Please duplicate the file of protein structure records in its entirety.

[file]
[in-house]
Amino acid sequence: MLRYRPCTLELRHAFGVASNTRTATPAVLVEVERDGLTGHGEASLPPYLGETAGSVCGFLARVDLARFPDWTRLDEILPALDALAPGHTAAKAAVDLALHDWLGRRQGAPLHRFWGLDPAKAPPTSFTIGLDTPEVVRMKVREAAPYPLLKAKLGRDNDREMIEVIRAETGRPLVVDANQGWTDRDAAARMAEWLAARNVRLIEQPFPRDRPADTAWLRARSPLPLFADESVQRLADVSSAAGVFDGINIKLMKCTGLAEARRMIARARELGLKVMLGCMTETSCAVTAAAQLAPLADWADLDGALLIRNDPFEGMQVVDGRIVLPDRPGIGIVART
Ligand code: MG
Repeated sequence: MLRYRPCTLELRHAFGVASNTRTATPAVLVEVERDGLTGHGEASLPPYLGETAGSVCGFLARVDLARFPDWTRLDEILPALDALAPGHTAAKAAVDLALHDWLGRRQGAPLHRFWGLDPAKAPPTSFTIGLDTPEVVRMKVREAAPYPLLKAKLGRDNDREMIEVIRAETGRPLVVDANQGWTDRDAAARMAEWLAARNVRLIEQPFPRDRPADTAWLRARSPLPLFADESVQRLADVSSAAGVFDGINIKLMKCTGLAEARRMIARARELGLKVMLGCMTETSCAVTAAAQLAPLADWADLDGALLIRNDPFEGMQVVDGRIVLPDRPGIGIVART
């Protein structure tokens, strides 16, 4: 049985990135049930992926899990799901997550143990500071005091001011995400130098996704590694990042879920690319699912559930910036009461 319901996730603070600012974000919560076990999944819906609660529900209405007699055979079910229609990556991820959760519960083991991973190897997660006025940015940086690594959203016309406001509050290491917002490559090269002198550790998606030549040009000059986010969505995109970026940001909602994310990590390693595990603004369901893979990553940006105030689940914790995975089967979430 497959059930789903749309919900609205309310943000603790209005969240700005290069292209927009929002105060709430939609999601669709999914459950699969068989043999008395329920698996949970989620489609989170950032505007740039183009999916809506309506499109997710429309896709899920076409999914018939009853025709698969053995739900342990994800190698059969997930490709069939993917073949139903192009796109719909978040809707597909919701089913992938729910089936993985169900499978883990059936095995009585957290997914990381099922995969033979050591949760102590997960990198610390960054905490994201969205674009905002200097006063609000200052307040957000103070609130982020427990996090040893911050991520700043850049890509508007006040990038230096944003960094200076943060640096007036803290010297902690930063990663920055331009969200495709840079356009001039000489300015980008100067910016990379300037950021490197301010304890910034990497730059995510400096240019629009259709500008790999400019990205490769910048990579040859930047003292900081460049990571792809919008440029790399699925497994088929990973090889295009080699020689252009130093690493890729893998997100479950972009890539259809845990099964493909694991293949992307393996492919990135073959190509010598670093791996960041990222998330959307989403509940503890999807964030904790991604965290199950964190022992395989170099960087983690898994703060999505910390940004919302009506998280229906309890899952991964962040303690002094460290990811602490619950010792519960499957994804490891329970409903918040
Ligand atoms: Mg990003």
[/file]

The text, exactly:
[in-house]
Amino acid sequence: MLRYRPCTLELRHAFGVASNTRTATPAVLVEVERDGLTGHGEASLPPYLGETAGSVCGFLARVDLARFPDWTRLDEILPALDALAPGHTAAKAAVDLALHDWLGRRQGAPLHRFWGLDPAKAPPTSFTIGLDTPEVVRMKVREAAPYPLLKAKLGRDNDREMIEVIRAETGRPLVVDANQGWTDRDAAARMAEWLAARNVRLIEQPFPRDRPADTAWLRARSPLPLFADESVQRLADVSSAAGVFDGINIKLMKCTGLAEARRMIARARELGLKVMLGCMTETSCAVTAAAQLAPLADWADLDGALLIRNDPFEGMQVVDGRIVLPDRPGIGIVART
Ligand code: MG
Repeated sequence: MLRYRPCTLELRHAFGVASNTRTATPAVLVEVERDGLTGHGEASLPPYLGETAGSVCGFLARVDLARFPDWTRLDEILPALDALAPGHTAAKAAVDLALHDWLGRRQGAPLHRFWGLDPAKAPPTSFTIGLDTPEVVRMKVREAAPYPLLKAKLGRDNDREMIEVIRAETGRPLVVDANQGWTDRDAAARMAEWLAARNVRLIEQPFPRDRPADTAWLRARSPLPLFADESVQRLADVSSAAGVFDGINIKLMKCTGLAEARRMIARARELGLKVMLGCMTETSCAVTAAAQLAPLADWADLDGALLIRNDPFEGMQVVDGRIVLPDRPGIGIVART
């Protein structure tokens, strides 16, 4: 049985990135049930992926899990799901997550143990500071005091001011995400130098996704590694990042879920690319699912559930910036009461 319901996730603070600012974000919560076990999944819906609660529900209405007699055979079910229609990556991820959760519960083991991973190897997660006025940015940086690594959203016309406001509050290491917002490559090269002198550790998606030549040009000059986010969505995109970026940001909602994310990590390693595990603004369901893979990553940006105030689940914790995975089967979430 497959059930789903749309919900609205309310943000603790209005969240700005290069292209927009929002105060709430939609999601669709999914459950699969068989043999008395329920698996949970989620489609989170950032505007740039183009999916809506309506499109997710429309896709899920076409999914018939009853025709698969053995739900342990994800190698059969997930490709069939993917073949139903192009796109719909978040809707597909919701089913992938729910089936993985169900499978883990059936095995009585957290997914990381099922995969033979050591949760102590997960990198610390960054905490994201969205674009905002200097006063609000200052307040957000103070609130982020427990996090040893911050991520700043850049890509508007006040990038230096944003960094200076943060640096007036803290010297902690930063990663920055331009969200495709840079356009001039000489300015980008100067910016990379300037950021490197301010304890910034990497730059995510400096240019629009259709500008790999400019990205490769910048990579040859930047003292900081460049990571792809919008440029790399699925497994088929990973090889295009080699020689252009130093690493890729893998997100479950972009890539259809845990099964493909694991293949992307393996492919990135073959190509010598670093791996960041990222998330959307989403509940503890999807964030904790991604965290199950964190022992395989170099960087983690898994703060999505910390940004919302009506998280229906309890899952991964962040303690002094460290990811602490619950010792519960499957994804490891329970409903918040
Ligand atoms: Mg990003």